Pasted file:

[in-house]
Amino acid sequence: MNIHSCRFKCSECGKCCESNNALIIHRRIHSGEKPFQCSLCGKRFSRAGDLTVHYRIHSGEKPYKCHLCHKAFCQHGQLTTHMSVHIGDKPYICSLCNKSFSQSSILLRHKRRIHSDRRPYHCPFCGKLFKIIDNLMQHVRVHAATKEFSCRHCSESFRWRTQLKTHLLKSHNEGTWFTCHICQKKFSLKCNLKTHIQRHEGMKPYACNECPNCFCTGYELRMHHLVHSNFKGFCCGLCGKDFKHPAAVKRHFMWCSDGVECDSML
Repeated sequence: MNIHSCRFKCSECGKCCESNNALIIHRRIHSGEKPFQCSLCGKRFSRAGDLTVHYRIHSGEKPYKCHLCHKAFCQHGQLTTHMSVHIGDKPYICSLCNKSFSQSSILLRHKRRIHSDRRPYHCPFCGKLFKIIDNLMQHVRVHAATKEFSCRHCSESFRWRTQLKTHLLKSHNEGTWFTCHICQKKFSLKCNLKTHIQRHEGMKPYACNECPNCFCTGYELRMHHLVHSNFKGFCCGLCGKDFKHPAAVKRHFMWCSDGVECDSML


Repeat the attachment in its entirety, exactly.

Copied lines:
[in-house]
Amino acid sequence: MNIHSCRFKCSECGKCCESNNALIIHRRIHSGEKPFQCSLCGKRFSRAGDLTVHYRIHSGEKPYKCHLCHKAFCQHGQLTTHMSVHIGDKPYICSLCNKSFSQSSILLRHKRRIHSDRRPYHCPFCGKLFKIIDNLMQHVRVHAATKEFSCRHCSESFRWRTQLKTHLLKSHNEGTWFTCHICQKKFSLKCNLKTHIQRHEGMKPYACNECPNCFCTGYELRMHHLVHSNFKGFCCGLCGKDFKHPAAVKRHFMWCSDGVECDSML
Repeated sequence: MNIHSCRFKCSECGKCCESNNALIIHRRIHSGEKPFQCSLCGKRFSRAGDLTVHYRIHSGEKPYKCHLCHKAFCQHGQLTTHMSVHIGDKPYICSLCNKSFSQSSILLRHKRRIHSDRRPYHCPFCGKLFKIIDNLMQHVRVHAATKEFSCRHCSESFRWRTQLKTHLLKSHNEGTWFTCHICQKKFSLKCNLKTHIQRHEGMKPYACNECPNCFCTGYELRMHHLVHSNFKGFCCGLCGKDFKHPAAVKRHFMWCSDGVECDSML